33
\$\begingroup\$

It seems we've managed to go all this time without a plain vanilla Number-To-Binary challenge! Whilst this will inevitably be only one element in many languages, it should put a few esolangs through their paces.

I truly looked for this challenge to no avail. If it already exists, comment as such and I'll delete this post-haste.

Input

A single non-negative integer.

Output

The same number as represented in Base 2.

Test Cases

  • 4 -> 100
  • 10 -> 1010
  • 1234 -> 10011010010

Victory Condition

, so fewest bytes wins!

Notes

\$\endgroup\$
9
  • 4
    \$\begingroup\$ Related, related. \$\endgroup\$
    – chunes
    Feb 27, 2023 at 3:27
  • 2
    \$\begingroup\$ @chunes Both are source restricted, which makes them different challenges \$\endgroup\$
    – ATaco
    Feb 27, 2023 at 3:36
  • 3
    \$\begingroup\$ Still it’s often helpful for golfers to know of related challenges. \$\endgroup\$
    – doug
    Feb 27, 2023 at 7:09
  • 3
    \$\begingroup\$ @KevinCruijssen Leading zeroes are fine, Trailing zeroes go without saying are not. \$\endgroup\$
    – ATaco
    Feb 27, 2023 at 8:26
  • 3
    \$\begingroup\$ Can we output the binary as little-endian? \$\endgroup\$
    – pajonk
    Mar 1, 2023 at 11:41

76 Answers 76

1 2
3
1
\$\begingroup\$

Simply, 17 bytes

The code simply creates an anonymous arrow function that calls the &tb function, and returns the result.

fn($x)=>&tb($x 2)

To use this function, assign it to a variable and call it:

$fn = fn($x)=>&tb($x 2)

echo call $fn(5);

What does &tb do?

The function &tb is a built-in alias to &tobase.

This is the result of running echo &doc(&tobase);:

Documentation for tobase:
Converts the integer $number to the $base.
The $base must be between 1 and 36, otherwise, returns null.
E.g.: tobase(10, 10) = "10", tobase(10, 2) = "1010", tobase(10, 1) = "1111111111".

Ungolfed

You can rewrite the code like this:

Set the variable $fn to an anonymous function with the argument $number.
Begin.
    Return the result of calling the function &tobase with the arguments $number and 2;
End.

Or, if you want it to be more code-like:

$fn = anonymous function($number) {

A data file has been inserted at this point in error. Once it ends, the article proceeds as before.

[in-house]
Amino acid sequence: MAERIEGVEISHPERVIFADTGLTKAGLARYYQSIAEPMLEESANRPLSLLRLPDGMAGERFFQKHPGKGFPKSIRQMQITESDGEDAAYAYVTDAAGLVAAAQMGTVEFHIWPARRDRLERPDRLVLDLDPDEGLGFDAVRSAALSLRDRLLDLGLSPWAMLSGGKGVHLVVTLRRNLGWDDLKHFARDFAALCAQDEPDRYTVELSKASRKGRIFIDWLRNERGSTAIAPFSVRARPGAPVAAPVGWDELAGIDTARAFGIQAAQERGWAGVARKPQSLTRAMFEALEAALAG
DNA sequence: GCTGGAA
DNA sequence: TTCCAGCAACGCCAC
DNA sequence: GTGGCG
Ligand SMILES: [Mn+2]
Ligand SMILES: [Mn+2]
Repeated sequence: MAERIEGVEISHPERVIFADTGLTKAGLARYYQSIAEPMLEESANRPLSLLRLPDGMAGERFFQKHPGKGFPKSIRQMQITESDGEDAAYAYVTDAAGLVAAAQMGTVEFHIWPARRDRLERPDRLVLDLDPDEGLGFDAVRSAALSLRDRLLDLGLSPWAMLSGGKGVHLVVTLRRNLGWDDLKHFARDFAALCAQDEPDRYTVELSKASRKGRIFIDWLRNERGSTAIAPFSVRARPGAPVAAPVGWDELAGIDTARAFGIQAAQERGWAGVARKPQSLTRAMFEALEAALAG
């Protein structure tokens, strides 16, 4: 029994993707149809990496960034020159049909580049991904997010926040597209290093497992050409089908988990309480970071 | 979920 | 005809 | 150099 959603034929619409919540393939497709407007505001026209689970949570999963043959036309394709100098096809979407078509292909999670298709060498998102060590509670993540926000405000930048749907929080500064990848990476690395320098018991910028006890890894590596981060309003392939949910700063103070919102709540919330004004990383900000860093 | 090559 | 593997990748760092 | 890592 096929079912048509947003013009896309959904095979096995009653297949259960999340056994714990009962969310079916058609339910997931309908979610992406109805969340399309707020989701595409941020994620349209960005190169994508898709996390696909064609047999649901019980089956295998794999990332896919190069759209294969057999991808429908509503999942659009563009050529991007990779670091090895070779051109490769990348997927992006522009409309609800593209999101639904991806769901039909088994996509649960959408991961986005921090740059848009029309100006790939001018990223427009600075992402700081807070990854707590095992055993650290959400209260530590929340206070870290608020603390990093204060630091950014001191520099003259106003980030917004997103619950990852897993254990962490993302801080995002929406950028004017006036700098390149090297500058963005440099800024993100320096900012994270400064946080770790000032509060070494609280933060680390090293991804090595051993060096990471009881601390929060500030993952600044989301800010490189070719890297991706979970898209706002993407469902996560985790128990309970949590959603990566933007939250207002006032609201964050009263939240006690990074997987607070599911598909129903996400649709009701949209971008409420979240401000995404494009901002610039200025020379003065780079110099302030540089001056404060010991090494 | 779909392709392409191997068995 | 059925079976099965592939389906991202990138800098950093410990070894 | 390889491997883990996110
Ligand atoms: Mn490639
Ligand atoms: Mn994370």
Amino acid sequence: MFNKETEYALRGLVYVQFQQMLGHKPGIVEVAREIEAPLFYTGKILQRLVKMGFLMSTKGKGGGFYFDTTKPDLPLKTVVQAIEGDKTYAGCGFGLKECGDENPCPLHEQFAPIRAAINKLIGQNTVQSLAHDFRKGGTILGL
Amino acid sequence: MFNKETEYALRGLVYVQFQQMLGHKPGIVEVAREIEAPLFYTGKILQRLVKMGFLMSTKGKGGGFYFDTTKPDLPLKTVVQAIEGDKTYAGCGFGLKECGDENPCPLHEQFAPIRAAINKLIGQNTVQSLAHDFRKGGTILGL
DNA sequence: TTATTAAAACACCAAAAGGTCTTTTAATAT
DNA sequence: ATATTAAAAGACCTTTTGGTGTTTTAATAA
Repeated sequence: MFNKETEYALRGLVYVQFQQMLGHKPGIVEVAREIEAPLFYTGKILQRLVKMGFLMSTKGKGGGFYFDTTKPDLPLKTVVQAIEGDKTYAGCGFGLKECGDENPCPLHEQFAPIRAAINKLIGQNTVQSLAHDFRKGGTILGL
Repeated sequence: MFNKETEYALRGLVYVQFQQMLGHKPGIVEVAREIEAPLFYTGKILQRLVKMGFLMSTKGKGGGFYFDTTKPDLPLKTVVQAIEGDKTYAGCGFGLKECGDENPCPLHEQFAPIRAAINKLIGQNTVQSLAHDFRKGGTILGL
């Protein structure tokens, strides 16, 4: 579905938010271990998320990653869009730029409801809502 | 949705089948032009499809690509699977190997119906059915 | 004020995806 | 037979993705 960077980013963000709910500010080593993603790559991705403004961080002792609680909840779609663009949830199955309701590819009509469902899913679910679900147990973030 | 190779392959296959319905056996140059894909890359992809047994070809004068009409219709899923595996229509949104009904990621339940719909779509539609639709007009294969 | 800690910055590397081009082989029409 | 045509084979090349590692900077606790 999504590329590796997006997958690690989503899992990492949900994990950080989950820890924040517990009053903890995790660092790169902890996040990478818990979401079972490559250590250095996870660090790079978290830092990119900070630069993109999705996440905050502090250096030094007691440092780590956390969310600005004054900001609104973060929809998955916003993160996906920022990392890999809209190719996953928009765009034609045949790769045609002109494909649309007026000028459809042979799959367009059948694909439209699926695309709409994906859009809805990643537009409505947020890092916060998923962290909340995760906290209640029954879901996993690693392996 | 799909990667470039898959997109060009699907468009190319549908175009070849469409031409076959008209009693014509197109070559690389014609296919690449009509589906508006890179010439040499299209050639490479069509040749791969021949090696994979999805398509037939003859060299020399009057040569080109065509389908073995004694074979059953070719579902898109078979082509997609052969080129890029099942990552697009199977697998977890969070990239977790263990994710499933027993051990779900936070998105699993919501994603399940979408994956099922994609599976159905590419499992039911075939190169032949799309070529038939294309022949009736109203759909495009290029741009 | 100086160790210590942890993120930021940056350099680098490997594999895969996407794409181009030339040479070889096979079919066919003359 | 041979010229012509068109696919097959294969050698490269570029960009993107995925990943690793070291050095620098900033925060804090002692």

return &tobase($number, 2);
};
\$\endgroup\$
1
\$\begingroup\$

Knight (v2), 29 bytes

;=a@;=n*2P;W=n/n 2=a+,%n 2aOa

Try it online!

Zero outputs nothing, which is allowed in the rules.

\$\endgroup\$
1
\$\begingroup\$

J 2 bytes

#:

Some test cases:

   #:12345

1 1 0 0 0 0 0 0 1 1 1 0 0 1

   #:33

1 0 0 0 0 1
\$\endgroup\$
1
\$\begingroup\$

Raku, 8 bytes

.base(2)

Try it online!

The above version operates on the current topic, as seen in the demo code. To make it a function accepting an argument, just wrap it in curly braces for another two bytes.

\$\endgroup\$
1
\$\begingroup\$

Thunno 2, 1 byte

Attempt This Online!

\$\endgroup\$
1
  • \$\begingroup\$ almost polyglots with Vyxal. Vyxal uses a b without the dot above. \$\endgroup\$ Jul 16, 2023 at 11:22
1
\$\begingroup\$

Zsh, 13 bytes

<<<$[[##2]$1]

Try it online!

Vanilla answer... here are a couple more interesting variants

\$\endgroup\$
1
\$\begingroup\$

ForWhile, 25 bytes

{:[:1&'2/0@1+0$:)@[48+#)}

Takes argument from the stack and prints to console

online interpreter

Explanation

{                       }  \ anonymous procedure
 :[                        \ repeat n times
   :1&                     \ push the lowest bit of n
      '2/                  \ divide n by 2
         0@1+0$            \ increment memory cell 0
               :)          \ break loop if n is zero
                 @         \ read memory at address 0 (n is still on stack)
                  [48+#)   \ print bits converted to characters 
\$\endgroup\$
1
\$\begingroup\$

Japt, 1 byte

¤

Try it

Shortcut for s2 which converts a number to a string in base 2

\$\endgroup\$
1
\$\begingroup\$

Uiua, 9 bytes SBCS

&pf⇌⋯⋕&sc

Try it online! Outputs as a list of bits.

Explanation

&pf⇌⋯⋕&sc
      &sc # read line from stdin
     ⋕    # parse string as number
    ⋯     # encode number as bit array, LSB-first
   ⇌      # reverse array
&pf       # print to stdout
\$\endgroup\$
0
\$\begingroup\$

Nibbles, 1.5 bytes

``@

Attempt This Online!

Built-in.

\$\endgroup\$
0
\$\begingroup\$

Nim, 45 bytes

import strformat
func b(n:int):auto= &"{n:b}"

Attempt This Online!

\$\endgroup\$
0
\$\begingroup\$

Risky, 1.5 bytes

?}2

Try it online!

?}2
 }  Convert
?   input
 }  to base
  2 2
\$\endgroup\$
0
\$\begingroup\$

flax, 1 byte

B

Attempt This Online!

Builtin

\$\endgroup\$
0
\$\begingroup\$

vemf, 1 byte

é

Represents α as a 64-element list of bits.

\$\endgroup\$
0
\$\begingroup\$

*><>, 14 bytes

Input is passed in through the -i flag.

:2%:n-2,:0)?!;
:               Duplicate the value on the stack
 2              Push 2 onto the stack
  %             Modulo those two
   :            Duplicate the result
    n           Pop and print that duplicate
     -          Subtract the result from our original number
      2         Push 2
       ,        Divide the two
        :       Duplicate that result
         0      Push 0
          )?!;  If the dividend is greater than 0, loop again

Try it online!

\$\endgroup\$
1
  • \$\begingroup\$ I just realized my output is in reverse 😑 If anyone has any ideas on how to get it in the correct order, I'd appreciate it \$\endgroup\$
    – Bee H.
    Feb 15 at 15:20
0
\$\begingroup\$

YASEPL, 76 72 bytes

=d'(=1)""`9!m$d%!1ſm!d/(}7,0,9=o-!h)""!u®1-=k$u`8!m¥u,1!hſm!u-}1,o,8>h

YASEPL is a (horribly coded and just stupid in general) esolang I made a while ago in Node.JS. it gets input via a prompt and STDIN. heres the output:

a picture containing the output of the code I just put.

\$\endgroup\$
1 2
3

Your Answer

By clicking “Post Your Answer”, you agree to our terms of service and acknowledge you have read our privacy policy.

Not the answer you're looking for? Browse other questions tagged or ask your own question.